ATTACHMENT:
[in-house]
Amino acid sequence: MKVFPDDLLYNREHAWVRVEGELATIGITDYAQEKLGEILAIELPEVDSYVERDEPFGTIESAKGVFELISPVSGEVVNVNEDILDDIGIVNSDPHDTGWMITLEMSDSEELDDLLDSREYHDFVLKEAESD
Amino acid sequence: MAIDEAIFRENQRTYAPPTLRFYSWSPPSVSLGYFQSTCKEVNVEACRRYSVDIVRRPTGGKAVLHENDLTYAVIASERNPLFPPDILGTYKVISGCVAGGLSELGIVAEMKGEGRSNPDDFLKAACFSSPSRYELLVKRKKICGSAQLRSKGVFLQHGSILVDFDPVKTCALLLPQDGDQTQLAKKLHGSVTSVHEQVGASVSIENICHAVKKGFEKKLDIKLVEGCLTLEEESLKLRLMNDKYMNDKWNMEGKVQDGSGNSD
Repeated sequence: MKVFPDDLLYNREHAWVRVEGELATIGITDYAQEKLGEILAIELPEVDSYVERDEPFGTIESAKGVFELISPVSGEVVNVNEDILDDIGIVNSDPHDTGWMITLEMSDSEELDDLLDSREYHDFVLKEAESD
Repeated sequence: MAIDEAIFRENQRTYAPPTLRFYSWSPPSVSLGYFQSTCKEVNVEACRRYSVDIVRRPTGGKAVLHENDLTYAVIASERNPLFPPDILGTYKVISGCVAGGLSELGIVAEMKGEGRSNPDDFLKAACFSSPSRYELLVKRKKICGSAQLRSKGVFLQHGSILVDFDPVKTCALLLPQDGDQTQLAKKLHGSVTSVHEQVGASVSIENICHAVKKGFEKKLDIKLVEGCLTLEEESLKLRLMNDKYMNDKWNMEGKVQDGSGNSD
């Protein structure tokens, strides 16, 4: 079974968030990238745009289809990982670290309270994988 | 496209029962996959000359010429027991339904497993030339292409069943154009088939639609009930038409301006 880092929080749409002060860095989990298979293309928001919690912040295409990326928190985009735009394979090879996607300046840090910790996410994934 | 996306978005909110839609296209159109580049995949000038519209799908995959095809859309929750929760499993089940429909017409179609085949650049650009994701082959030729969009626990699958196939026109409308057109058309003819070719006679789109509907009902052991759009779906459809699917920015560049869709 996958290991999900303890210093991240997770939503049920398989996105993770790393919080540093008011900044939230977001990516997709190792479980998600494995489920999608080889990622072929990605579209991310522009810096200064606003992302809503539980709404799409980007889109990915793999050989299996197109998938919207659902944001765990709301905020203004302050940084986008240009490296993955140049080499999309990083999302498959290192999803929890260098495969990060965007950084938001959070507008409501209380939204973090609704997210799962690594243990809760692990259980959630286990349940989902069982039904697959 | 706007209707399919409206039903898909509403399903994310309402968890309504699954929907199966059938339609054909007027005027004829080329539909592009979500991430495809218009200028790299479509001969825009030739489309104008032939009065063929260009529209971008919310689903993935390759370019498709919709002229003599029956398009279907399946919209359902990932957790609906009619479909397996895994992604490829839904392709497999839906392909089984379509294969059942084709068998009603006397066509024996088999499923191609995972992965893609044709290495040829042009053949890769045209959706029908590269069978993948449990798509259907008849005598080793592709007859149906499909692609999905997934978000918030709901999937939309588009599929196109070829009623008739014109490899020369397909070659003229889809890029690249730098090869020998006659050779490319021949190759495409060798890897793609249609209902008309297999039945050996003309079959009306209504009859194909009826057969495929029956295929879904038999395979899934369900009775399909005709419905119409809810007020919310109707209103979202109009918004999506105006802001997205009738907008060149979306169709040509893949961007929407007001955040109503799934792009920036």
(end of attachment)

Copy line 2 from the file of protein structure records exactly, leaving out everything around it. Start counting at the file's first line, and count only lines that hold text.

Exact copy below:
Amino acid sequence: MKVFPDDLLYNREHAWVRVEGELATIGITDYAQEKLGEILAIELPEVDSYVERDEPFGTIESAKGVFELISPVSGEVVNVNEDILDDIGIVNSDPHDTGWMITLEMSDSEELDDLLDSREYHDFVLKEAESD